Recipes
Recipes

Naturally Coloured Icing for Cookies

 

A few years ago I clued in to the fact that food colouring is nasty stuff and I haven’t looked back since. Like far too many processed products that are on our supermarket shelves, food colouring is made from ingredients that can’t be considered real food (petroleum anyone?!) And, evidence is mounting that they are likely to cause a scary assortment of side effects, in particular hyperactivity in children and quite possibly, cancer.

To me a brightly coloured treat just isn’t worth the risk, so I choose to use natural food colours to hue my icing. Natural food stores usually carry at least one ready-made option, and I do use them from time to time, but they are very expensive and hard to source where I live, so this season I’ve making my own using brightly coloured fruits and vegetables.

Admittedly, homemade natural colours are not as vibrant as artificial ones and are undoubtedly more “earthy” looking, but there is beauty in that and my kids don’t seem to notice the difference at all. And even better, they don’t notice any odd flavour coming through. To them, it is just yummy coloured icing.

Because most of these colours are very “liquidy” I recommend making your icing thicker than normal, so that it doesn’t become too thin once you add the colour. Add just a very small amount of the colour to your icing at a time, so that you can carefully gage the colour, thickness and the taste. Too much colour and you will have soupy mess that tastes a bit too much like cooked vegetables.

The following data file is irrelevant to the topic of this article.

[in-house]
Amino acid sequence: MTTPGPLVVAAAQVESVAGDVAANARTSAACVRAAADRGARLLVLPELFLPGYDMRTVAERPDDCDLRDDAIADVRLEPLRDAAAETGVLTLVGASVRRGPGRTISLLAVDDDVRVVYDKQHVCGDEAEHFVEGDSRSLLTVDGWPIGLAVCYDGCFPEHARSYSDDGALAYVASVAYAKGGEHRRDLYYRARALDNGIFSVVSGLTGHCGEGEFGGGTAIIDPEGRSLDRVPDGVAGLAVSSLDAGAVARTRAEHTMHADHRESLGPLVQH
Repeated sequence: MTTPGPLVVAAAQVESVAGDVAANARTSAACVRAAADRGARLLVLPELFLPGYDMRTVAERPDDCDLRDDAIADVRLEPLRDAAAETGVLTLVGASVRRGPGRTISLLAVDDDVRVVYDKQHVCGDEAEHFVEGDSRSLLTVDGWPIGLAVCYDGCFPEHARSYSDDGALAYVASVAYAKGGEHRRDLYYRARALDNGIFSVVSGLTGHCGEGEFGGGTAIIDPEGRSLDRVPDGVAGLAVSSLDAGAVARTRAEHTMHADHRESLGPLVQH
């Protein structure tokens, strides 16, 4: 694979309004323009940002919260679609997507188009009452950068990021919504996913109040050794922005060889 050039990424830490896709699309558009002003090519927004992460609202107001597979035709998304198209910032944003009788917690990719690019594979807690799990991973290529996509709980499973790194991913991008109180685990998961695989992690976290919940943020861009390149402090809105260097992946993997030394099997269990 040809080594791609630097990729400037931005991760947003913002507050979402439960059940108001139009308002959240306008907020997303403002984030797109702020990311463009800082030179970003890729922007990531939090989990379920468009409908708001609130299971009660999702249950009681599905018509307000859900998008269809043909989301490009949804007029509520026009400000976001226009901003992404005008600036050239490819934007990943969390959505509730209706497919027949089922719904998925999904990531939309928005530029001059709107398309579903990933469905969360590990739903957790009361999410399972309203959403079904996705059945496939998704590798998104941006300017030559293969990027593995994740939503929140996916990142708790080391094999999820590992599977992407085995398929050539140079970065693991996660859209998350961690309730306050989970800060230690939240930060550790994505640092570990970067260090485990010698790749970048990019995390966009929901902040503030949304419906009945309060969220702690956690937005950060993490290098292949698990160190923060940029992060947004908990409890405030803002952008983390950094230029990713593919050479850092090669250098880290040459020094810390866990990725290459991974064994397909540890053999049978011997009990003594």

For icing my festive cookies, I use a very simple mix of organic icing sugar and a bit of water, and that is the icing recipe that has been tested on these colours. Feel free to experiment with your own favourite icing but know that the formulations below have only been tested on a fat free icing that contains no acid such as lemon juice. The photo shown in the post is of my basic icing with the colours added.

Red/ Pink

Chop up a quarter of a beet into very small pieces. Just cover with water and microwave for 1 minute. Pour beet and water into a fine sieve or cheese cloth with a bowl underneath and press out as much moisture as possible into the bowl. Presto- red food colouring.

Add to icing a quarter teaspoon at a time until you get the hue and consistency you need.

Yellow

This is the easiest. Just add a pinch or two of ground dried ground turmeric.

Orange

To icing add as spoon of red colour as described above, plus a pinch of turmeric.

Light Purple

Chop up a quarter of a purple cabbage, put it in a pot and cover it with water. Boil for at least 10 minutes. Water should be a deep purple.

Discard the cabbage and put the purple coloured water in a bowl. Allow to cool complexly then add ½ teaspoon of baking soda. Add to icing 1/2 teaspoon at a time.

Icy Blue

Follow the instructions for purple colour. Once cool, add a pinch of baking soda to create a blue hue. You can add more baking soda to make it a stronger colour, but be careful not to add too much as it has a very strong flavour and will affect the taste of the icing.

Add sparingly to icing, because the baking soda flavour will come through if you add too much. Blue colour will fade over time so eat up the treats quickly.

Icy Green

I’ve heard of people using spinach to make green colouring, but I personally have not had much success with it and find that the colour turns out too swampy and the cooking process is too long.

To make a cool icy green I prefer to use a small spoonful of the blue colouring as described above, plus a pinch of turmeric. Blue and yellow makes green so it works!

Good luck and happy cookie making!

With LOVE,

Leah


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